In order to avoid these potential privacy violations, we allocate a single IP address to a handful of customers, so your activity can still be “lost in the crowd” and you retain the privacy advantages of dynamically allocated IPs.
“But other VPNs offer dedicated IPs with zero logging!”
First, let’s define what “no logging” actually means. The only goal of a no logging policy is to protect the user from a 3rd party that may want to deanonymize them. This is typically done by sending a request through legal channels, usually local or international law enforcement agencies. These requests usually have 3 components:
- Crime that was allegedly committed
- IP used along with the timestamp of the activity
- Request for all data associated with the account that used the IP at the time
Providers that keep connection logs refer to these logs, track down the account, and provide all the details associated with the account which can include:
- Email address
- Billing information (Paypal account, credit card #, etc)
- IP addresses used to connect to the VPN service
- Any other account metadata
As mentioned before, with a dedicated IP, the provider does not need to keep connection logs, IP timestamps, or anything of that sort, however that’s all a moot point, as the billing/operational record for the purchased IP tells the tale. When a subpoena is received, the provider knows the exact account that uses that IP and would have no choice but to provide this information, unless they want to risk going to jail themselves. We assure you, nobody is going to jail for a $5–10/month subscription.
Now let’s analyze these “no logging” claims made by other providers in the context of dedicated IPs.
We went undercover and posed as potential clients of 3 VPN providers that offer dedicated IPs. We inquired if their dedicated IPs are bound by the same “no logging” polices as the dynamic IPs on regular servers. The question we asked was as follows:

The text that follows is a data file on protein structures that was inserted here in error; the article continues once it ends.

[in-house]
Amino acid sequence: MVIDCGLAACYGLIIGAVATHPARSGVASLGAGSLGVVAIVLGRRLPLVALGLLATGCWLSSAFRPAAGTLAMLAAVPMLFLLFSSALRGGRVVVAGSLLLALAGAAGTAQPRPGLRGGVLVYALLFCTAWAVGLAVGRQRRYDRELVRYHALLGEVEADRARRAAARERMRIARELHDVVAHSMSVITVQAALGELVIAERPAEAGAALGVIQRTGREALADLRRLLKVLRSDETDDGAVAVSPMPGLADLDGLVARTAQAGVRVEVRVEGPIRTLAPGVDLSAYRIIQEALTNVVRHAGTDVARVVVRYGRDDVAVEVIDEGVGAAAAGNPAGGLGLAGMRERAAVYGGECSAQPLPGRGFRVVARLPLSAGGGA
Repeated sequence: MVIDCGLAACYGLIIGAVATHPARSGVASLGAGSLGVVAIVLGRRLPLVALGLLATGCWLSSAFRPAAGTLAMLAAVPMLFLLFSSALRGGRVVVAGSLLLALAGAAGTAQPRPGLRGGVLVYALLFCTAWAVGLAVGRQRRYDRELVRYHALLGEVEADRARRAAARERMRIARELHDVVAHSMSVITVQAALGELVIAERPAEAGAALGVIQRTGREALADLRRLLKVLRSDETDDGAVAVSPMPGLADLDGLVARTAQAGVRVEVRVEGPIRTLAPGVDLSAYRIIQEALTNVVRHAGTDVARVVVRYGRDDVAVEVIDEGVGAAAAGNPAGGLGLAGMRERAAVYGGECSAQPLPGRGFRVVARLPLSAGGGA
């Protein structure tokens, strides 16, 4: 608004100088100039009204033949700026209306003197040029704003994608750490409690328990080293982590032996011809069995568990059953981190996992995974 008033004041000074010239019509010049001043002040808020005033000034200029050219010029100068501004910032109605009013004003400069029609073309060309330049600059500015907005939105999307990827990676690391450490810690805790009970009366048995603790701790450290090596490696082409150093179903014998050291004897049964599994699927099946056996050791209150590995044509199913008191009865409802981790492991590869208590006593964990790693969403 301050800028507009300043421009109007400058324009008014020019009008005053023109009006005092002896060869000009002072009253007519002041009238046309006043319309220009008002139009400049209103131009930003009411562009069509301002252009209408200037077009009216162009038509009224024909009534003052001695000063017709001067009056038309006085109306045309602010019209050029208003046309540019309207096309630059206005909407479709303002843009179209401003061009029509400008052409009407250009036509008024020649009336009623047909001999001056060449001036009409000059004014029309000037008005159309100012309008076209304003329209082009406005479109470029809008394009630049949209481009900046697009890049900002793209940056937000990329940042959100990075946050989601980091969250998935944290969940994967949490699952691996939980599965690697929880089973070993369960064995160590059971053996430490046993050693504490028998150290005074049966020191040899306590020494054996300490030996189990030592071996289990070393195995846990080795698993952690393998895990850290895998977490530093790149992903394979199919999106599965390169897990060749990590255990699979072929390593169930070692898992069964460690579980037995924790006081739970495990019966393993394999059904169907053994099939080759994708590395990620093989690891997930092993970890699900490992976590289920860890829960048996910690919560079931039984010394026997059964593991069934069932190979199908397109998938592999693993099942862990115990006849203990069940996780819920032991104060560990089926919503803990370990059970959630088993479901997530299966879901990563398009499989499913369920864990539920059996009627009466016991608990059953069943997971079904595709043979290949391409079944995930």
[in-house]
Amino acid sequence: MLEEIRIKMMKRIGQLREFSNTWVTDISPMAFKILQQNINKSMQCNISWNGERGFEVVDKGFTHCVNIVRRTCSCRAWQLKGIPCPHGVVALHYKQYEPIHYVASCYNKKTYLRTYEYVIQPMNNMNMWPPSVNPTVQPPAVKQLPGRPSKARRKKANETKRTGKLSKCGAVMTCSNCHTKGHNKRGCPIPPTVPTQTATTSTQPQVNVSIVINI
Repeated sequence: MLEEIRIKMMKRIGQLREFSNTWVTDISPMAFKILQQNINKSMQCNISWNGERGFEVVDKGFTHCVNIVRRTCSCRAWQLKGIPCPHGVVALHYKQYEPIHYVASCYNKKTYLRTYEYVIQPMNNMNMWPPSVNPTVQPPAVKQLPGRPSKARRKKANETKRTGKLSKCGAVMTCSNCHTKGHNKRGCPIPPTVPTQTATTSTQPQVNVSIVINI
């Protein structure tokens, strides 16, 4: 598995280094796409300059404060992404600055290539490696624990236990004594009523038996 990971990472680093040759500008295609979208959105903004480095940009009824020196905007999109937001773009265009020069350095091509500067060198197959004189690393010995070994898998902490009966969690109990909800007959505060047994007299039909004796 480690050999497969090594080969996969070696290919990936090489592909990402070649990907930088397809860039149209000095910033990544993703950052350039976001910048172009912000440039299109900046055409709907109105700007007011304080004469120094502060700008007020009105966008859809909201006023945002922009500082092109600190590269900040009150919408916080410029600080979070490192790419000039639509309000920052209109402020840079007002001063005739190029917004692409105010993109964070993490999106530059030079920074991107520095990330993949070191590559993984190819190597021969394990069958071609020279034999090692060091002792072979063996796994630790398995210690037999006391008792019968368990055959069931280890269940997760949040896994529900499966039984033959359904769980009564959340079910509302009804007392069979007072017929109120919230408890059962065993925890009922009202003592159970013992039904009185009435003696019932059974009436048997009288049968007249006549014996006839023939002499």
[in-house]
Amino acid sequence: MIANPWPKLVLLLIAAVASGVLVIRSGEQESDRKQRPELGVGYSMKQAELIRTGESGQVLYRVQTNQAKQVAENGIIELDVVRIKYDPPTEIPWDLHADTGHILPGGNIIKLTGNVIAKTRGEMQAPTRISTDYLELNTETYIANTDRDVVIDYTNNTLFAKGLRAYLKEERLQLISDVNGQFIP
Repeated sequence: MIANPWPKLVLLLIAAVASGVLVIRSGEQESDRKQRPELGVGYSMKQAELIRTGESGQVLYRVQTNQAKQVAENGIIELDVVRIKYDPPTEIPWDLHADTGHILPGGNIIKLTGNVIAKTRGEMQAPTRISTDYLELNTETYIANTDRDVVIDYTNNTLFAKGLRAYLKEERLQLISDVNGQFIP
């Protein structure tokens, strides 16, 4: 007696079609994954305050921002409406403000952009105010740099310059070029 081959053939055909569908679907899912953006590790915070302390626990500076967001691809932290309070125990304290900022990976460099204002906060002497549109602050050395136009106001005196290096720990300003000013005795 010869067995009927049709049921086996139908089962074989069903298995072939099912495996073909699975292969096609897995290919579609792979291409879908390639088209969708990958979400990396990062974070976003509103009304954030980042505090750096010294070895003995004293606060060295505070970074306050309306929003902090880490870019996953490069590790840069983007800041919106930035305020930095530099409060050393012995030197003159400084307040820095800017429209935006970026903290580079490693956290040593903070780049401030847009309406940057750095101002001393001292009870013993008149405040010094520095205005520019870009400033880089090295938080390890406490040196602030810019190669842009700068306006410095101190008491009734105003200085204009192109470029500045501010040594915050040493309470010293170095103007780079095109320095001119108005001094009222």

Hi,I’m interested in purchasing a dedicated IP with my subscription. Does the same no logging policy apply to these IPs? If someone requests subscriber information from you, will you be able to identify my account?
The responses were mindbogglingly nonsensical. This demonstrates that either these providers are utterly clueless about such basic concepts, or they’re straight up lying. We’ll leave it up to you to decide.
The support is clearly clueless and lacks common sense. That’s what happens when you outsource your tech support.
“IPs are assigned into the connection engines”….. cooooool. If only that made sense. “Jordan” couldn’t give a clear answer and just parroted the script — “We don’t have any logs!!111!!!!”.
We had a live chat conversation with one of their support agents and they were smart enough to say “I don’t have this information, let me get you someone who does”. Kudos!
Unfortunately the person who allegedly has this information was equally clueless as the ones above. After several back and forth emails, they referred me to the director of the company which gave a response we were hoping for:
What he said is all true, and we’re glad to see a company being transparent (when explicitly asked and after going through 2 support agents). What they should have done is made this information publicly accessible so people are not misguided into thinking that their privacy is unaffected by using a dedicated IP, which is obviously false.